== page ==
Kasim Sumaina in Abuja
The Nigerian Meteorological Agency (NiMet) Monday hinted of its preparedness to commercialise its meteorological and hydrological services following higher demands by Nigerians and other countries.
NiMet said that the goal to commercialise some of its services would be achieved through collaborations and Public Private Partnerships (PPP), adding that some of the services and products will boost its revenue and contribute to the country’s GDP.
The Director General, NiMet, Prof. Mansur Matazu, made the disclosure at the first French-Nigeria Meteorological Seminar and business meeting in Abuja.
Matazu, in his address, noted that inadequate resources from the government to support the agency’s operations and the high demand for meteorological and hydrological services by Nigerians and other countries led to this move.
According to him, “The world economies are struggling due to various challenges around the globe, including natural and man-made disasters, and the fact that most countries are yet to stabilise due to the devastating COVID-19 experience.”
The cost of conducting meteorological business, Matazu opined, was also increasing amidst staff attrition due to inadequate remuneration and many others.
“Hence, government funding of meteorological activities such as instrumentation, new technologies, equipment, welfare, communication and data exchange are grossly inadequate.
“It is therefore imperative that Public Private Partnership must be embraced and explored,” he said.
Speaking about some of its services and the need to generate revenue that would boost the country’s GDP, Matazu said: “As a service provider, NiMet in line with its established mandate promotes and implements activities in support of national socio-economic development across all sectors of the Nigerian economy.
“The agency also develops various products and services that are reliable, accurate, timely and actionable which highlight vital weather and climate information that may affect socio-economic activities in air, land, and water transportation, agriculture, water resources, disaster management and mitigation, health, tourism, sports, power and energy.
“For successful sustenance of these products and services amidst the economic situations and the need to adequately ensure the purpose of the United Nations Early Warning for All initiative is achieved, it is critical for the adoption of available credible Public Private Partnerships (PPP) and engagements that will provide innovative and cost-effective technological solutions that will proffer ease of doing business for maximum impacts.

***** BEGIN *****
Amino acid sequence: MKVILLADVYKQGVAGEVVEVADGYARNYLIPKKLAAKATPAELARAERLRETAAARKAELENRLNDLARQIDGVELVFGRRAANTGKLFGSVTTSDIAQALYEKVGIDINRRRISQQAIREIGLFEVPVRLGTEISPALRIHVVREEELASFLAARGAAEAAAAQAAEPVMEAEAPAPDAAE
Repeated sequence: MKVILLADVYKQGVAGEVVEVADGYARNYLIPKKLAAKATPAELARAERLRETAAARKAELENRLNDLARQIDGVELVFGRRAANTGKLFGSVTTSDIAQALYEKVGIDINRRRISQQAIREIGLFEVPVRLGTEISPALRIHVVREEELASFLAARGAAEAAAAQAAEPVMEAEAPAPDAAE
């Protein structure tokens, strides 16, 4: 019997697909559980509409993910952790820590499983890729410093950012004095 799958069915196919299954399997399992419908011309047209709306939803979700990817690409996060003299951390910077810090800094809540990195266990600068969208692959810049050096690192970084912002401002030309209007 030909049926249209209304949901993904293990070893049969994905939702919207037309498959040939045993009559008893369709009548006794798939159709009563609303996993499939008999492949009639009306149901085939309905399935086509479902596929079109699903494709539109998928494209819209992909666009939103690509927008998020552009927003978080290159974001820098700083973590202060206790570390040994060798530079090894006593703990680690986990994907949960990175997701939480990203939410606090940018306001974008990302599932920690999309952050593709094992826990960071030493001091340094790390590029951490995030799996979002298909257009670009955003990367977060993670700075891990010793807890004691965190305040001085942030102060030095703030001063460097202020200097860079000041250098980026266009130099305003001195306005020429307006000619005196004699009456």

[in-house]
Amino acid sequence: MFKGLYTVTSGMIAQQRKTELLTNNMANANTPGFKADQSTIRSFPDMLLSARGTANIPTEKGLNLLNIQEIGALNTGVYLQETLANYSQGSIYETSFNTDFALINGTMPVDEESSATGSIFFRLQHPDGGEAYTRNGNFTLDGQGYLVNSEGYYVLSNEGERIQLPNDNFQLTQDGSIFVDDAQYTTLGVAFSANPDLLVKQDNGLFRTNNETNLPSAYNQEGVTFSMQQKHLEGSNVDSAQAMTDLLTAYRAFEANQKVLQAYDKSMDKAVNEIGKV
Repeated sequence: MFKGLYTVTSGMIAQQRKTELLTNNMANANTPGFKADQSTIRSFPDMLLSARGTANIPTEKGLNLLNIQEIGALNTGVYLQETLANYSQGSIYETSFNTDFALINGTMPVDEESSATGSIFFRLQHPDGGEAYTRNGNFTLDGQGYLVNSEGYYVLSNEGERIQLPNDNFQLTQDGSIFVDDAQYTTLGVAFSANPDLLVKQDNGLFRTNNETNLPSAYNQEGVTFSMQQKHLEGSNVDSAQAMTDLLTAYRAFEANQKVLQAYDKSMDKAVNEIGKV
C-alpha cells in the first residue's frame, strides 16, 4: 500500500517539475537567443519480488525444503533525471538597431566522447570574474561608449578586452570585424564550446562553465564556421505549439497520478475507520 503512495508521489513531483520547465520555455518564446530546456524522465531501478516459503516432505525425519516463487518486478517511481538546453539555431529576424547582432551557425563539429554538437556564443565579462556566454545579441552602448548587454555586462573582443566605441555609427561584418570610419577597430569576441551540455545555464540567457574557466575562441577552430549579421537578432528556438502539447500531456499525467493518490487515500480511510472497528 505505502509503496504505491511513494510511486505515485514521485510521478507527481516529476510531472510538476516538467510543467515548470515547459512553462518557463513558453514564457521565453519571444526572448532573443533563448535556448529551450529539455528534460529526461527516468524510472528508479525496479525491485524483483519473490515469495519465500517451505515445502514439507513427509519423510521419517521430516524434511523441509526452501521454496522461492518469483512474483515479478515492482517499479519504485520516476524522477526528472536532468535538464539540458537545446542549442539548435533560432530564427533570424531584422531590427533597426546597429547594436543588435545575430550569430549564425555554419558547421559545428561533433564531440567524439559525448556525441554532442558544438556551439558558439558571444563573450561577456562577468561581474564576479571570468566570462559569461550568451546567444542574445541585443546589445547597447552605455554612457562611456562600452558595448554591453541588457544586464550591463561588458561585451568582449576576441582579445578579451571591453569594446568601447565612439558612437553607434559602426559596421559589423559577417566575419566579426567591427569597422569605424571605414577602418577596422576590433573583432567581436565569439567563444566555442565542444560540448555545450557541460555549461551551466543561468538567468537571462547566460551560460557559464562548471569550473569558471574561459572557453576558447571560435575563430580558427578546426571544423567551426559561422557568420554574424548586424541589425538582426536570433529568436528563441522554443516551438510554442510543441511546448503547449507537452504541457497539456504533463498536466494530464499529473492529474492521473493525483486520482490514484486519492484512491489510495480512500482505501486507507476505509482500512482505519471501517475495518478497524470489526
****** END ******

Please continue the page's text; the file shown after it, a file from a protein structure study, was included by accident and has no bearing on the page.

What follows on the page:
“The climate change issue is very challenging, so we need to open up more partnerships and there is a concept in the WMO called weather enterprise which aims to see how government and private sectors can work together in weather monitoring and in providing services for improved and sustainable livelihood in Africa.
“So, commercialization is the way to go because if you check our services that are categorized into public service, government-support service, and the tailored service; there is a need to expand more on the tailored services to be able to generate more revenue for the agency and for government and also deliver more effective services to our clients in the country and beyond.”
Also speaking, the French Ambassador to Nigeria, Mrs. Emmanuelle Blatmann, who described the seminar as a win-win situation, added that it would avail both countries of opportunities to share ideas on the latest technologies.
Blatmann said: “The seminar on meteorology and hydrology is part of the partnership agreement between Nigerian authorities and the French government. The French government responded to the request made by Nigerian authorities because there is a need for a public-private partnership.”